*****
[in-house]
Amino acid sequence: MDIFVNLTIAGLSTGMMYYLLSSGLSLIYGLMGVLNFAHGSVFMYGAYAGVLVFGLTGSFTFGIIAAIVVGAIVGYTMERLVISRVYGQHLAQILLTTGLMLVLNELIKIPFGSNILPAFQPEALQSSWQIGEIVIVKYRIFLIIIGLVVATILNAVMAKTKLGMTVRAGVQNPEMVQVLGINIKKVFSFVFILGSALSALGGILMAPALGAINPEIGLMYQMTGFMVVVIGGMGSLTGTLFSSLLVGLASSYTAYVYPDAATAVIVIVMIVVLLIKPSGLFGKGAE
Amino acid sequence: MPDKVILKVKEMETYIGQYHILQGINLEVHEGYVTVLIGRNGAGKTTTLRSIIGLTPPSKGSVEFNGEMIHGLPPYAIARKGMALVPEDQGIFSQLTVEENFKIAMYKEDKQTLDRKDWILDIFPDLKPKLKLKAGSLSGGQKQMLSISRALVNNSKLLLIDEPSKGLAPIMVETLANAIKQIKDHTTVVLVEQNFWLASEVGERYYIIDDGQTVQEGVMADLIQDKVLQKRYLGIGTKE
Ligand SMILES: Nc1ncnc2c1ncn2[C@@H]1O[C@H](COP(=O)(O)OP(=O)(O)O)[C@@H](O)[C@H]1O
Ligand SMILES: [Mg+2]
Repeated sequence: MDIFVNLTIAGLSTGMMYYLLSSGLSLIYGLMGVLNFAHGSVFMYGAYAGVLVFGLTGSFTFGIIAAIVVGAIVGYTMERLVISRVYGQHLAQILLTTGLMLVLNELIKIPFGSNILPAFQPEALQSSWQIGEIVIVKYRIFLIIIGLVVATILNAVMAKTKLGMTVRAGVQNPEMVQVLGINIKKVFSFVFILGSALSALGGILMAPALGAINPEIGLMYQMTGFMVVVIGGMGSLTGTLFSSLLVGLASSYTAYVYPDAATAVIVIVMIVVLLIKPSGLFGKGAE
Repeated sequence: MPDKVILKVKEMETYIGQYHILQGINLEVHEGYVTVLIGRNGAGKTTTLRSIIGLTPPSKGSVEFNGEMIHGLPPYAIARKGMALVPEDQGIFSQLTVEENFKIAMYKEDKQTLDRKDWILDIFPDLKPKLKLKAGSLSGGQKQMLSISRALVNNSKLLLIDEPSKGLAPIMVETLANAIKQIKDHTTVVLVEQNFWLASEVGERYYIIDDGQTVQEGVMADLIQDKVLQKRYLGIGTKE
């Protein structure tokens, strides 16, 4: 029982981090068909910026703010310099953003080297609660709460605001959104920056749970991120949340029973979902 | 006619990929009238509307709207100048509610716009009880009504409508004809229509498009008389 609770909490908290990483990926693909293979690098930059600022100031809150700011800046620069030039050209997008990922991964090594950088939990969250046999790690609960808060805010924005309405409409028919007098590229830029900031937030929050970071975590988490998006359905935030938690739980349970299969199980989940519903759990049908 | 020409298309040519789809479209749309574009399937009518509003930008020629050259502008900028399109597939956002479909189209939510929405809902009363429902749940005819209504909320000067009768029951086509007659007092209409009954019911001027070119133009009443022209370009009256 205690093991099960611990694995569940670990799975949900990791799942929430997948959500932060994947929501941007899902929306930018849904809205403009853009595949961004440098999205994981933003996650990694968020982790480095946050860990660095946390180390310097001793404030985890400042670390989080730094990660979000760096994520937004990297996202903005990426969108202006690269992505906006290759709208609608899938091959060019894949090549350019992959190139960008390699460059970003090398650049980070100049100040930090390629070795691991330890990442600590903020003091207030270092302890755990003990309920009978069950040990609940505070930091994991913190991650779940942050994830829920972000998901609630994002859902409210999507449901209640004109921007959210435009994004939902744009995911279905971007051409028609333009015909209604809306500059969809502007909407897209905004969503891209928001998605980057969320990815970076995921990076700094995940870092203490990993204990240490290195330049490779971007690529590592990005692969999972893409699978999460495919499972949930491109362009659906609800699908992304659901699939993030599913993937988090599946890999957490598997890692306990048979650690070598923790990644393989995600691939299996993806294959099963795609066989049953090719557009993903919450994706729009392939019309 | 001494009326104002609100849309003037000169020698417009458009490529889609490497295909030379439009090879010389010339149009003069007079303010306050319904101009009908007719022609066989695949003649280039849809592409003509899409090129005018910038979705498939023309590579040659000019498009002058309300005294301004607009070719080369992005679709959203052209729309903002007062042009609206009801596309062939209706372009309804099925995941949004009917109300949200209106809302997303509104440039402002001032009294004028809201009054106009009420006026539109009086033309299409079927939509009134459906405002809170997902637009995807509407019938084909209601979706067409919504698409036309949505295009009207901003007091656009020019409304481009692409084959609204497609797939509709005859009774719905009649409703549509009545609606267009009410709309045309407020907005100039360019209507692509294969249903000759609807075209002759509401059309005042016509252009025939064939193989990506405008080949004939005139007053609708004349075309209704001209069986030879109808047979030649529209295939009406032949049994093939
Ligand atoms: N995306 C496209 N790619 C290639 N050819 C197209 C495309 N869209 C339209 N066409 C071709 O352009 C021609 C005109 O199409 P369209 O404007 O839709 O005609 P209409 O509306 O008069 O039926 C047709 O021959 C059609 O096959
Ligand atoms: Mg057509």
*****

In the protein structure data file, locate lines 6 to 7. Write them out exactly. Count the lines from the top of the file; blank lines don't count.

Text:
Repeated sequence: MDIFVNLTIAGLSTGMMYYLLSSGLSLIYGLMGVLNFAHGSVFMYGAYAGVLVFGLTGSFTFGIIAAIVVGAIVGYTMERLVISRVYGQHLAQILLTTGLMLVLNELIKIPFGSNILPAFQPEALQSSWQIGEIVIVKYRIFLIIIGLVVATILNAVMAKTKLGMTVRAGVQNPEMVQVLGINIKKVFSFVFILGSALSALGGILMAPALGAINPEIGLMYQMTGFMVVVIGGMGSLTGTLFSSLLVGLASSYTAYVYPDAATAVIVIVMIVVLLIKPSGLFGKGAE
Repeated sequence: MPDKVILKVKEMETYIGQYHILQGINLEVHEGYVTVLIGRNGAGKTTTLRSIIGLTPPSKGSVEFNGEMIHGLPPYAIARKGMALVPEDQGIFSQLTVEENFKIAMYKEDKQTLDRKDWILDIFPDLKPKLKLKAGSLSGGQKQMLSISRALVNNSKLLLIDEPSKGLAPIMVETLANAIKQIKDHTTVVLVEQNFWLASEVGERYYIIDDGQTVQEGVMADLIQDKVLQKRYLGIGTKE